While he was writing down my measurements, I was instructed to look through an enormous book of cloth samples.  Each was only about 2″ square, but there were hundreds of them, each with a letter after the name of the cloth.  I started with the A’s and B’s – simple prints, solid colors, smooth fabrics.  C’s and D’s were more intricate pattern, finer cloth, richer colors.  I found a J that was stunning – like no fabric I’d ever seen before.  He asked if I’d made a decision about the cloth, and I didn’t hesitate to whip out the sample of J that caught my eye.  He just smiled, and handed me another sheet of paper- the prices.  A’s and B’s cost about $90 for a whole shirt, C’s and D’s between $100-$200, and so on.  J fabrics were a cool $400 per shirt.

I found a great D fabric that fit the bill.  It would be about a month before the shirt was finished, and when the day came, it was like getting my first car.  The shirt was amazing – nothing has ever fit me so well.  The real magic was the feeling of power it gave me – I felt like a prince, ready to order my servants to bring the car around and grab me a cold beer while I wait.  Compared to retail, the shirts also cost a princely sum, but I tend to think of them as long-term investments. I have several now, I was married in one of Alan’s shirts, and God willing, I’ll be buried in one.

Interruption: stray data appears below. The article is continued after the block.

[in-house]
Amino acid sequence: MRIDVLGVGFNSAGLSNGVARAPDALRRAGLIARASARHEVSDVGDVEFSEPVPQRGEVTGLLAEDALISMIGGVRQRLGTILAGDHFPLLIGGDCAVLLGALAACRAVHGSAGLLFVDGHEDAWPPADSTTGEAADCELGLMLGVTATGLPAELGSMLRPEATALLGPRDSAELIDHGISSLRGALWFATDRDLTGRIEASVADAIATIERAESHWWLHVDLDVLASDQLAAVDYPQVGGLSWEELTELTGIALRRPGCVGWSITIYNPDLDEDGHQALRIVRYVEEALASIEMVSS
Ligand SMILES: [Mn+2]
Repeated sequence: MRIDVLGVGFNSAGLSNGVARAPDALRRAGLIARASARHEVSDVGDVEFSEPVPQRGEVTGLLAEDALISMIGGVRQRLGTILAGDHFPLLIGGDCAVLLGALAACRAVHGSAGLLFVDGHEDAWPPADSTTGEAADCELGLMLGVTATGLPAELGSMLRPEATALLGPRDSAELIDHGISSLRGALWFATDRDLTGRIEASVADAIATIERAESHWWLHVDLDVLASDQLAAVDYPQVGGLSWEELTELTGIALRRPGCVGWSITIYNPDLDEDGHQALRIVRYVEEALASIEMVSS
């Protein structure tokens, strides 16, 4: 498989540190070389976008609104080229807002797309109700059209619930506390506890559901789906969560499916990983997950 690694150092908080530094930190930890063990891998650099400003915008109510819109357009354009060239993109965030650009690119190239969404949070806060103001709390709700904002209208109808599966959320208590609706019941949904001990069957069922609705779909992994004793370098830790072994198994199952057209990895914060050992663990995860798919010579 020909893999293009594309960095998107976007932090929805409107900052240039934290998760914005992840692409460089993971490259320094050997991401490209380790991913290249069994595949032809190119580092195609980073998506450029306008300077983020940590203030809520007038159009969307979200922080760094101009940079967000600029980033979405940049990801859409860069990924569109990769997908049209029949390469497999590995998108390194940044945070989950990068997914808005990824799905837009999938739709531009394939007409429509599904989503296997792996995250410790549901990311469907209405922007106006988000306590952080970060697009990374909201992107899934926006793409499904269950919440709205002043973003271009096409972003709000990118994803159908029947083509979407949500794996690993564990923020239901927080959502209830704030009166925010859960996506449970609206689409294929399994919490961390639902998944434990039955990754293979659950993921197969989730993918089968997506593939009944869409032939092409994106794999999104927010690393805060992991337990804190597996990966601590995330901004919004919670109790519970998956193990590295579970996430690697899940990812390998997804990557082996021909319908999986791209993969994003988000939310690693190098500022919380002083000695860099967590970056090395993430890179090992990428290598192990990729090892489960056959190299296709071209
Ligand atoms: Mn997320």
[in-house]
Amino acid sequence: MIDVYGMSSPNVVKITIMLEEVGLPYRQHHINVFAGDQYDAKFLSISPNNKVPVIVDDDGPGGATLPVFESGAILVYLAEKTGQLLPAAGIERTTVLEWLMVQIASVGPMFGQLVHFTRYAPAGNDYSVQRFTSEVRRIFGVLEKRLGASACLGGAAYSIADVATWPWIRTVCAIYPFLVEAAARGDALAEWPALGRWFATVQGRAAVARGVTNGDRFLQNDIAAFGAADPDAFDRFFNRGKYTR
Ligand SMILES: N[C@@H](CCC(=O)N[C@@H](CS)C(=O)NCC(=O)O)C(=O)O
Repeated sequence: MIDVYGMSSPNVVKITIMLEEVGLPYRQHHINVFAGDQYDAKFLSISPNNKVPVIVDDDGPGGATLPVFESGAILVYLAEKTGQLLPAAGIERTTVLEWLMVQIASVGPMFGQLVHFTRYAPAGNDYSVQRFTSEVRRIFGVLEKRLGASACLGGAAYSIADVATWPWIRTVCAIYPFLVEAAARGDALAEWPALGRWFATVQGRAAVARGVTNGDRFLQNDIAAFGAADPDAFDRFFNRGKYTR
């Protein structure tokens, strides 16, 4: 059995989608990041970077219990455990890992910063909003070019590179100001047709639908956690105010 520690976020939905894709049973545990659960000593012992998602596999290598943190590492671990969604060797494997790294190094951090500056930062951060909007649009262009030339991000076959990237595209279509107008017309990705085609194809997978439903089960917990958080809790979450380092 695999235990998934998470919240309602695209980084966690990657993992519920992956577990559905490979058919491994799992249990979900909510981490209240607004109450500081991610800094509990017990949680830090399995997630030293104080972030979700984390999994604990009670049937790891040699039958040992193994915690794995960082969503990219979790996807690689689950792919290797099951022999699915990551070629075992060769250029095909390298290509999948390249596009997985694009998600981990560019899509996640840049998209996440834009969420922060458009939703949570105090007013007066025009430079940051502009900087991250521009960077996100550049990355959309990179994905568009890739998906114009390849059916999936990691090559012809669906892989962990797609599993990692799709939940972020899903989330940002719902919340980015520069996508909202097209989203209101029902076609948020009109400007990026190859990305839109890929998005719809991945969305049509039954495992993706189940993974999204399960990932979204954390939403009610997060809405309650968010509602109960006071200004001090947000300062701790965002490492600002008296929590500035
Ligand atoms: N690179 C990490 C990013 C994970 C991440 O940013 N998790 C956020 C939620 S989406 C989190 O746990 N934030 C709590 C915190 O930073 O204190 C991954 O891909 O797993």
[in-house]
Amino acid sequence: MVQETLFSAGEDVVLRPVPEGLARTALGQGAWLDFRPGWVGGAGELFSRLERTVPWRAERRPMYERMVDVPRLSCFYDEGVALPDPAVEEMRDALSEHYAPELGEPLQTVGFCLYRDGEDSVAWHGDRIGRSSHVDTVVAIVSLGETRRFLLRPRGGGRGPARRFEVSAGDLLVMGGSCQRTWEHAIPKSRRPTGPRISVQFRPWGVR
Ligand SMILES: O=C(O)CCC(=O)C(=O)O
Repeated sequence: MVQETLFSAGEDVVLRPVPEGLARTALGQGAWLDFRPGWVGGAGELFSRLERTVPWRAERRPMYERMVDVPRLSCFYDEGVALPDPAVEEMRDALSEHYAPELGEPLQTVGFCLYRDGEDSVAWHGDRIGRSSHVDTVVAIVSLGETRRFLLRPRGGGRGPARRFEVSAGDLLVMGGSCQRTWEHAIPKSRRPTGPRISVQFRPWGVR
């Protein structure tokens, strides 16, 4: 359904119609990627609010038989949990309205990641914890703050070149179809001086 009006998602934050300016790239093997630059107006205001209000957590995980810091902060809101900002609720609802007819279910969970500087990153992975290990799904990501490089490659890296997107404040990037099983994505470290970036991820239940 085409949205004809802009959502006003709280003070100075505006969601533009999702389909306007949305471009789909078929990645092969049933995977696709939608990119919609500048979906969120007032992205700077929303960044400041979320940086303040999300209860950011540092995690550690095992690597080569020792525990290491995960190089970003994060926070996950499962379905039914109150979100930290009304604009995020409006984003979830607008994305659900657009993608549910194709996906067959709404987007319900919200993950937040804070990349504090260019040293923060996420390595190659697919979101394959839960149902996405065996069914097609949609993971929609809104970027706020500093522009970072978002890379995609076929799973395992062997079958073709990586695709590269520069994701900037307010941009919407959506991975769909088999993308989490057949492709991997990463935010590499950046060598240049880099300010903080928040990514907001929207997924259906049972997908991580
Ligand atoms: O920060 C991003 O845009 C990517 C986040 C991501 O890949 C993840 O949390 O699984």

The whole experience is unorthodox, and it leaves me with the distinct impression that if this was the way clothes used to be purchased, then we are considerably worse off than our ancestors.  Maybe not everyone is or was like Alan – a man who was clearly educated and could have chosen any field, and tailored clothes because it is his passion.  Seeing someone derive true pleasure from their work makes you wonder why everyone can’t figure it out.

Imber’s was another one of those surprises that makes life more fun, and I would do well to be as happy and successful in my work as Alan was with his.


The Big Goodbye

It took me awhile to figure out what funerals are all about.  In this case, it didn’t take me this long because I’m slow, it’s just that at my age, funerals are a relatively rare occurrence.  Anyway, funerals are not about the dead – they could care less what happens, as far as I can tell.  Rather, funerals take place to reassure the living that a similar ceremony awaits them.